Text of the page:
James Larkin (January 21, 1876 – January 30, 1947) was an Irish activist, considered one of the founders of the modern labor movement in the country.
Growing up in the poorer areas of Liverpool, England, “Big Jim” Larkin had little education and took a variety of jobs to help support his struggling family. In 1903 he became the foreman of the city’s docks; over time he developed an interest in socialism and joined the National Union of Dock Labourers (NUDL). Learn more about Jim Larkin: https://www.irishtimes.com/culture/books/big-jim-larkin-hero-or-wrecker-review-when-big-jim-looked-small-1.2524094
Larkin became a full-time union organizer in 1905, but his methods proved controversial―by 1910 he had been expelled for violating NUDL instructions and prosecuted for diverting the organization’s funds to striking workers in Cork. (He was pardoned after three months in prison.) After this, he moved to Dublin. Read more James Larkin | Wikipedia and The Definite Biography of Big Jim Larkin – Irish Examiner
In 1909, Larkin started the Irish Transport and General Workers’ Union (ITGWU), meant to be a single organization to unite all of Ireland’s workers. He founded another, similar organization, the Workers’ Union of Ireland (WUI), in 1924; in 1990, the two would merge into the Services, Industrial, Professional and Technical Union (SIPTU).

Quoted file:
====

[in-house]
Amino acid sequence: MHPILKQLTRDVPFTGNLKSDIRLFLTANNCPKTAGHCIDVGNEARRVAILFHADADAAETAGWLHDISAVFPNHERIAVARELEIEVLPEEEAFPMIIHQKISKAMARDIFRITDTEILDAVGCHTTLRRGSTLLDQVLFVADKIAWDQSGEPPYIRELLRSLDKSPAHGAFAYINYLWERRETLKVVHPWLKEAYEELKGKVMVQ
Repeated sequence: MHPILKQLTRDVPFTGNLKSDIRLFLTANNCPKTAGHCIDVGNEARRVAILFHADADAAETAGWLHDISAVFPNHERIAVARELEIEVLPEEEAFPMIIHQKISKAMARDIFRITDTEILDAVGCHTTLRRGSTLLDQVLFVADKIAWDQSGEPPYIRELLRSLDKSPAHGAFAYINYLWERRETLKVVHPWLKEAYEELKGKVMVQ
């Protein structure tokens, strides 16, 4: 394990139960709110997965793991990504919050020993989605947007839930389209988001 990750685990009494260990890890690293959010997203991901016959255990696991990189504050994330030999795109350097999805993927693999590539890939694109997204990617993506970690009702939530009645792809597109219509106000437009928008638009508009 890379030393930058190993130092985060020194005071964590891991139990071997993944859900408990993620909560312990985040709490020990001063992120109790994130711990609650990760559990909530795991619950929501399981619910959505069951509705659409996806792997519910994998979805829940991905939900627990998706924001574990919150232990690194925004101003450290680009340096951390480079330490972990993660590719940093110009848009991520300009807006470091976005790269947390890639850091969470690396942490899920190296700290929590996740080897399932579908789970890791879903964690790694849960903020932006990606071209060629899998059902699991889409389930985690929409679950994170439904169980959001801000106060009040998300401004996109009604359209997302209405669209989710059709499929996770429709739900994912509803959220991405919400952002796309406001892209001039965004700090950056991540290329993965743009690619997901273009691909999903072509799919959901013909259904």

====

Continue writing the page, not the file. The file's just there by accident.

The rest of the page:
Larkin also helped establish the Irish Labour Party in 1912, along with James Connolly and William X. O’Brien. Around this time he also coined his famous motto, “A fair day’s work for a fair day’s pay.”
The following year, he led the Dublin Lockout, which saw 100,000 workers striking for seven months. It ended in 1914 without having achieved most of its goals, but is nevertheless seen as a seminal moment of the labor movement for establishing the methodology and power of unionization.
Larkin spent a few years in America, eventually being deported back to Ireland for Communist activities; indeed, much of his activism in later years involved close contact with the Soviet Union. He would rejoin the Labour Party in the 1940s, however, and continued to work for better working conditions until his death in 1947.
In terms of his personal life, Larkin married Elizabeth Brown in 1903 and had four sons; two of them, James Jr. and Denis, took up similar political careers as their father.